- Benefits: The benefits explanation forms a logical end cap. While you previewed your benefits in the approach summary section, conclude your paragraph with 1–3 sentences that fully explain how the process yields those benefits. You can include proof points and substantiation in the benefits section to conclude your paragraph, or you may include them immediately after you introduce a feature in the process section.
While the model is based on a paragraph structure, you may scale this up or down to suit your needs. If your requirements and page count call for more detail, make the A, P, and B each their own paragraph. If you go this route, you may even break the process section up into multiple paragraphs with strong transition sentences. On the other hand, if you’re responding to very simple requirements, you may want to shrink APB into just a few sentences in a very small paragraph.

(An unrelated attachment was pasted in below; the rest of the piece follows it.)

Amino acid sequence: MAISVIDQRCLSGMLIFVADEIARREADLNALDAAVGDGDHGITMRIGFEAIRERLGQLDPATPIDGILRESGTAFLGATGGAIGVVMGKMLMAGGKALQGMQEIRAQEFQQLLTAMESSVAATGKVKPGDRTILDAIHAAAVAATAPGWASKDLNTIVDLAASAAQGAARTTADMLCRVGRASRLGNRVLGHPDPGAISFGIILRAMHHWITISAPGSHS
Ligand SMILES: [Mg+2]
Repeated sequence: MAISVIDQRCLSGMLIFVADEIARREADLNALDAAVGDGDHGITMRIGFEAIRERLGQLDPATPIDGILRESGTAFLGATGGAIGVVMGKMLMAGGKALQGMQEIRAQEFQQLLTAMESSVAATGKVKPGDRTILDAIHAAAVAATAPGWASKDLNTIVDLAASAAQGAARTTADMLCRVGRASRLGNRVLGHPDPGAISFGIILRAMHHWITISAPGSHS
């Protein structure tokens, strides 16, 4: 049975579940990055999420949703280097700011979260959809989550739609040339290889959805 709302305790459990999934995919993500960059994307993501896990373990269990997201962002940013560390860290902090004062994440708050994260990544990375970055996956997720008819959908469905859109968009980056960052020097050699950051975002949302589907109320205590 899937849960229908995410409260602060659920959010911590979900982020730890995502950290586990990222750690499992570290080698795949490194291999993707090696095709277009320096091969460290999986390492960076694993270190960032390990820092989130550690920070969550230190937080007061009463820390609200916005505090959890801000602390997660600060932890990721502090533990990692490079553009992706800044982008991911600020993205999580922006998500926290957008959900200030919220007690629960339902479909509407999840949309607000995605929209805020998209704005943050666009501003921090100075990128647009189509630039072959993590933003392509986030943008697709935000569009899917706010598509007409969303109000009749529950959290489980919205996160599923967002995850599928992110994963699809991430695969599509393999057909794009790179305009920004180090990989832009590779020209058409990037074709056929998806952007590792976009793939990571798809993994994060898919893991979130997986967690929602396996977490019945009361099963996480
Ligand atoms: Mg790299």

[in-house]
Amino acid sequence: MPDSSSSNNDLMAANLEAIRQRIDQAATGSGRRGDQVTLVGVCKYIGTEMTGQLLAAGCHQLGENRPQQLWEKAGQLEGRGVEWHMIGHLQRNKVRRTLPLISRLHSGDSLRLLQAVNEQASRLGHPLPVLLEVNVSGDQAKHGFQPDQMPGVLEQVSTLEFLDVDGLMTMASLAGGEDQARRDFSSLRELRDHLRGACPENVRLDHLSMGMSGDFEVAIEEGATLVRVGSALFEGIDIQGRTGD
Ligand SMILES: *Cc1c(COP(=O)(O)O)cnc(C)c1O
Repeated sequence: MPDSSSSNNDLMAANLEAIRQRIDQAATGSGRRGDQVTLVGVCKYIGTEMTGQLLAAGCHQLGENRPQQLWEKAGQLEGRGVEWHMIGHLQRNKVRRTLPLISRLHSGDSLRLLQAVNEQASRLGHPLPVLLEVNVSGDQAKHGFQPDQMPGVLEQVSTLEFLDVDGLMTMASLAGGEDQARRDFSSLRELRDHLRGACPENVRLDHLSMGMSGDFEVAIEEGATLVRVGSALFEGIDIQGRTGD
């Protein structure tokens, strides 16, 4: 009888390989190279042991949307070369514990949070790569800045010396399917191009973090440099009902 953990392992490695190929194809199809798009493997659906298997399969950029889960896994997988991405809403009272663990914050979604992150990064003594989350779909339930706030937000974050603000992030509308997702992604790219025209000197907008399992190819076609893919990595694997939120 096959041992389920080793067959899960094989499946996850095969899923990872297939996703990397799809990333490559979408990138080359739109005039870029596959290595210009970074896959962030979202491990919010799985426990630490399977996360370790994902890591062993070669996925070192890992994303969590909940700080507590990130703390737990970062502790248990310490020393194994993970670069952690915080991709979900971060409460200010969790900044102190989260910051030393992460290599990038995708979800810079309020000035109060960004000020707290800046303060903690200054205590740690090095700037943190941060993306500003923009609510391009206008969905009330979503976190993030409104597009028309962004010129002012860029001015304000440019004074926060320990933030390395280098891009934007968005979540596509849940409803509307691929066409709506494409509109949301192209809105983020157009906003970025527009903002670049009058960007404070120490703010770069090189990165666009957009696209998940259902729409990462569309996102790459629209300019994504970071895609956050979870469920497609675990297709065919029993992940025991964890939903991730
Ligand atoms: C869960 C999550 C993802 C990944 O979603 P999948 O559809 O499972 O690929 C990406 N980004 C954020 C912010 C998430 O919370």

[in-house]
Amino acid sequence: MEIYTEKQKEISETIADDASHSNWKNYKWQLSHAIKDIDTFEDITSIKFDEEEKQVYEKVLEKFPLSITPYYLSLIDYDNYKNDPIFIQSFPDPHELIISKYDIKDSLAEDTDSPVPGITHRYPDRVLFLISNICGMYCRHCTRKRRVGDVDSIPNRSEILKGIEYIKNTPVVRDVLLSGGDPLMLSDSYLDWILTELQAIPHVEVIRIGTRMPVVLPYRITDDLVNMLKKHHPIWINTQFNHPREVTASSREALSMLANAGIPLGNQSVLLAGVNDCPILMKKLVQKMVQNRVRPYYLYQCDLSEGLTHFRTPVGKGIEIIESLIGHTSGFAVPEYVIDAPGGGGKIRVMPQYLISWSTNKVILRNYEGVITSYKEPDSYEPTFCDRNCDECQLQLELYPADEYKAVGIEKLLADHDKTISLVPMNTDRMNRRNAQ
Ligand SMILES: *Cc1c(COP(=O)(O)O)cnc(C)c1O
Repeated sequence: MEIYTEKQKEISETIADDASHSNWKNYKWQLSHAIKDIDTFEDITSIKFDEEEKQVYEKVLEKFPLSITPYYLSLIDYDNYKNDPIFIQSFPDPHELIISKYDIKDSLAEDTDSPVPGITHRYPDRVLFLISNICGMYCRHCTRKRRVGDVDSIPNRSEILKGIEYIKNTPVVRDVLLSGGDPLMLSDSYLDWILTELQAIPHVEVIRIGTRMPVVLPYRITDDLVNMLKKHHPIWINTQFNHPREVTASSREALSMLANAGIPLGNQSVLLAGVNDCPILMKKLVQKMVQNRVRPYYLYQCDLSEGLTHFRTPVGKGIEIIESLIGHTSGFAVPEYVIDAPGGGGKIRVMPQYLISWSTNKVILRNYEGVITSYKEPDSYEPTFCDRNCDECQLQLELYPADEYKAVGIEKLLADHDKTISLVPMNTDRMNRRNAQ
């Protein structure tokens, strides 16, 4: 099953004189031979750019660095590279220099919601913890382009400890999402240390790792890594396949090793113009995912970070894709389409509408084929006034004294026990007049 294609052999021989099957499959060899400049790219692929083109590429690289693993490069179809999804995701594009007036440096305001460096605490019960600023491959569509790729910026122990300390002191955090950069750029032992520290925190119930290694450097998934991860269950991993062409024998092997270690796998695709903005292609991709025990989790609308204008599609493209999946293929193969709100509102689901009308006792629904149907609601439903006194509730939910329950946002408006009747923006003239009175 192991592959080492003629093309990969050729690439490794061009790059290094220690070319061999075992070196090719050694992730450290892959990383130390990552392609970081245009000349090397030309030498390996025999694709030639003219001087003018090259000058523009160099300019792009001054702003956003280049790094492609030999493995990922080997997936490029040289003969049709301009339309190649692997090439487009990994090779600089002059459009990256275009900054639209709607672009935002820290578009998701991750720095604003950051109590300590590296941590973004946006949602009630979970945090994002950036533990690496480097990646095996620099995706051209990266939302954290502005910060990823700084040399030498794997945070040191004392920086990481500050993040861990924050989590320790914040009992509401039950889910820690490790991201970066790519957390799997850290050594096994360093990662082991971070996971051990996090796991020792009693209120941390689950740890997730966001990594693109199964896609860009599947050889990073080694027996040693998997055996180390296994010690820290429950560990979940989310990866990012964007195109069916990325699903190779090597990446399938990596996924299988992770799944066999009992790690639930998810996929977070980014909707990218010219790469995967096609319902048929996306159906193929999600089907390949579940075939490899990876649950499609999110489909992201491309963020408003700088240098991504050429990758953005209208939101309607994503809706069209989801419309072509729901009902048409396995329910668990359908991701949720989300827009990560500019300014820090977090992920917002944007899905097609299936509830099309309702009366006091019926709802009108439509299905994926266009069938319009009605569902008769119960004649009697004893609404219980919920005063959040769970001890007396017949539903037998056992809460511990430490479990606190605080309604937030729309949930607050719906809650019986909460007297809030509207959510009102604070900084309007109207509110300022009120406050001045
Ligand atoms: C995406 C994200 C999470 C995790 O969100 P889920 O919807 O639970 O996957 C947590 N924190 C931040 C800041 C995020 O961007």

However you scale the model, packaging your text into APB makes it easy for evaluators to find the content they’re looking for. Evaluators don’t read proposals, they score them. Putting key words and benefits at the beginning and ends of paragraphs makes it easy for skimmers to identify the strengths of your proposal.
To exemplify the power of the APB model, consider this fictitious example. Let’s say our client has put out a requirement for us to protect a wood deck for at least 5 years. I generally see two kinds of non-APB responses:
- We will protect your wood deck for at least 5 years with industry-best tools and equipment.
- Two of our senior carpenters will protect your wood deck for at least 5 years by applying two coats of Behr waterproof stain with a three-inch bristle brush.